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Old 11-15-2019, 09:40 PM
FrankHudson FrankHudson is offline
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Join Date: Dec 2016
Location: Minneapolis, MN
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I'm no expert on guitar marketing, so I'll mostly leave that to folks who know more about that. Speaking generally, most "new ideas" fail, it's not just new guitar ideas.

The guitar that this is most reminiscent of to me is the late Sixties Dan Armstrong Lucite guitar, which was originally sold with the idea that one could easily drop in various modular pickups.

Even further back, Leo Fender had modular ideas for serviceability and ease of manufacture decades before that. Have a problem with your neck? Here, screw a new one on. Or how about the Strat all the electronics on the control plate except for the output jack idea? What Leo probably didn't plan is that over the decades that serviceability idea became a huge platform for mods and aftermarket parts.

Of course the modularity concept only works to the maximum after it succeeds in the marketplace so that a wide variety of parts is assured. If Dan Armstrong had sold tens of thousands of guitars, many of us would assume in an alternate time-line that trying out a new pickup would be easier than trying a new set of strings.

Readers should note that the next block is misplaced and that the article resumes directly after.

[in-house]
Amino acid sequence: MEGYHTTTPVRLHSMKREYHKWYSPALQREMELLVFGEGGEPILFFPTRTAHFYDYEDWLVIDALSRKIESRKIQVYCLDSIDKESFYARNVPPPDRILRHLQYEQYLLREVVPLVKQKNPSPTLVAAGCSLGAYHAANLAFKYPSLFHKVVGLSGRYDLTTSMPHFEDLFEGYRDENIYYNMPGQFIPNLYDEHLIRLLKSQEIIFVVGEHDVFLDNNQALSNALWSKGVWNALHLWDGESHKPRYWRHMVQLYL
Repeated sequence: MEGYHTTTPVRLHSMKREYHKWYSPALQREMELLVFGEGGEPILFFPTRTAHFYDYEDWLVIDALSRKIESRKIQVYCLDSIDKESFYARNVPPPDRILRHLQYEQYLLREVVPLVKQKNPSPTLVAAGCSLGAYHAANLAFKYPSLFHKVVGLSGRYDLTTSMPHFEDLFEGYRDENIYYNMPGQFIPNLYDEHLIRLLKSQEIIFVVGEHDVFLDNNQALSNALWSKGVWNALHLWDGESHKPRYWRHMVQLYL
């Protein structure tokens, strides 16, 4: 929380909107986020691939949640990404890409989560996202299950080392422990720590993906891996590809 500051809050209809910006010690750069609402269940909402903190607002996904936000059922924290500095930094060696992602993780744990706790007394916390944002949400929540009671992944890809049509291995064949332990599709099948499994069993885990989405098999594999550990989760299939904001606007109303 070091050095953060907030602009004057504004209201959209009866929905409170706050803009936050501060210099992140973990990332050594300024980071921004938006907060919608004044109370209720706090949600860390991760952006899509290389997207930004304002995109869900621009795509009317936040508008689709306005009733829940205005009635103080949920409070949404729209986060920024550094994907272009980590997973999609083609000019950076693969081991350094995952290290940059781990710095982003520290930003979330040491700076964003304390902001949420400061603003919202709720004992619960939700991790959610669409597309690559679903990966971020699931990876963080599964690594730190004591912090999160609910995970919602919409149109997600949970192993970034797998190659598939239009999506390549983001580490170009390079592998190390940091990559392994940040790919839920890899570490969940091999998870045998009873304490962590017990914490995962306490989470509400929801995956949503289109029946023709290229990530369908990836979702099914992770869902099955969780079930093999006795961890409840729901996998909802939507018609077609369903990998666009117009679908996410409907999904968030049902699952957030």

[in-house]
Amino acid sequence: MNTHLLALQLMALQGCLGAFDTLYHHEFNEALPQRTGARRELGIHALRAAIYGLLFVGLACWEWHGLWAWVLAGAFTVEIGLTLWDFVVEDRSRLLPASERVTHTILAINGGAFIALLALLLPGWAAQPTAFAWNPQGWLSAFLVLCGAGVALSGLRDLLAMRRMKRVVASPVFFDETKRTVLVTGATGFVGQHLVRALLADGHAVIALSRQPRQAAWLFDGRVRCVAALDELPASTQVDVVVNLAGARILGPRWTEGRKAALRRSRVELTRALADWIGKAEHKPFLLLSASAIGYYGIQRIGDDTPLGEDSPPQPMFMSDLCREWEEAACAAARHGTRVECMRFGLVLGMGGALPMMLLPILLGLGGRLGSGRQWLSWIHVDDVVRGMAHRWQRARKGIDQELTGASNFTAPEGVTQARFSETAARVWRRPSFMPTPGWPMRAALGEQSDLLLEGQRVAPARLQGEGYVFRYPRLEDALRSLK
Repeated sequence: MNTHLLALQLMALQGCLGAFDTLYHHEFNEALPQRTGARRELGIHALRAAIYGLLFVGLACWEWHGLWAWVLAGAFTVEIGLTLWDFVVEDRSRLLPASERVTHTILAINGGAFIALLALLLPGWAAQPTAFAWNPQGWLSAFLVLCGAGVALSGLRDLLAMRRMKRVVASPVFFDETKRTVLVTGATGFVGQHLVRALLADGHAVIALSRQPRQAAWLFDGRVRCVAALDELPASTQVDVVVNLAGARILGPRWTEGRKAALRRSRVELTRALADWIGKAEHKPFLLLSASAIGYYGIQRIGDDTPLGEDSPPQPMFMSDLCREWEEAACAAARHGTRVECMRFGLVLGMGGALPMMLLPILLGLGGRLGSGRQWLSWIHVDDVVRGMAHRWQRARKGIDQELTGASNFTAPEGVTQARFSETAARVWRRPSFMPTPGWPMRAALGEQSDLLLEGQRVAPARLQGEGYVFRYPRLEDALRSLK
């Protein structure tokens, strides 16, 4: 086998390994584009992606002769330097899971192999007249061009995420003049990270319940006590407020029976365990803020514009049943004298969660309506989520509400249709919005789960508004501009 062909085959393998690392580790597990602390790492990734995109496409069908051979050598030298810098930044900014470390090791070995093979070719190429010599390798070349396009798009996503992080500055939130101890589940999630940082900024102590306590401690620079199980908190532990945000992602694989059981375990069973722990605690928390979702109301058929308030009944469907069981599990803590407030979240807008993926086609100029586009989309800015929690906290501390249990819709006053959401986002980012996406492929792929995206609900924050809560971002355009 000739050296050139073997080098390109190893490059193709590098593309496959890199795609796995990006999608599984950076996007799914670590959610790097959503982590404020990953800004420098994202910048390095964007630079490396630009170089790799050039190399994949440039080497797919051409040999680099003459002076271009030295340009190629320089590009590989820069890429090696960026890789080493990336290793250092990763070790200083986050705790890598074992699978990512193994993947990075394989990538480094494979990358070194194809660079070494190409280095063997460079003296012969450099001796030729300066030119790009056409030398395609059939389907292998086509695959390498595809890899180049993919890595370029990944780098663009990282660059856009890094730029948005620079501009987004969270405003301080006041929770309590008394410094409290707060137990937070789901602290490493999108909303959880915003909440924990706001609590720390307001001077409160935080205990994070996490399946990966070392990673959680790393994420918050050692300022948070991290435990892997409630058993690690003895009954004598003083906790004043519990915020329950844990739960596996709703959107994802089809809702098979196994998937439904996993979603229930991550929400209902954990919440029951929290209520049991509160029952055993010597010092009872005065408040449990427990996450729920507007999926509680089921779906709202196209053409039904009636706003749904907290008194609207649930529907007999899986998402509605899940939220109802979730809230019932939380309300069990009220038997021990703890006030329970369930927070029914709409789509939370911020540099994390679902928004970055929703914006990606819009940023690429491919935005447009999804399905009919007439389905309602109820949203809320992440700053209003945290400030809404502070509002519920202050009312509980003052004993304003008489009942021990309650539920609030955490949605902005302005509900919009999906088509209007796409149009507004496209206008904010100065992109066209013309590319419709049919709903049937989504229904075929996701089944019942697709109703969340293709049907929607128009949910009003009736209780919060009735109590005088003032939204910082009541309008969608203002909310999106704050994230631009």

As the owner of a JTV era Variax, I'd have to say it's not a bad guitar just as a guitar. The modeling of various guitars is middling* at best in my experience, but the instant open tunings are super neat.


*How much of this is psychological? I can't say, When I play my Gretsch I feel like I'm playing a different instrument, same with a Les Paul, or Stratocaster. Some of that is just acting in costume, some of that may related to physical attributes of the guitar (how easily can one induce feedback, where are the volume and tone controls, what kind of bridge does it have). That probably makes me play differently and hear what I play differently. When I turn the dial on the Variax between models no such different object is in my hands. It looks like the linked guitar tries to imitate some of the physical layout to mitigate this.
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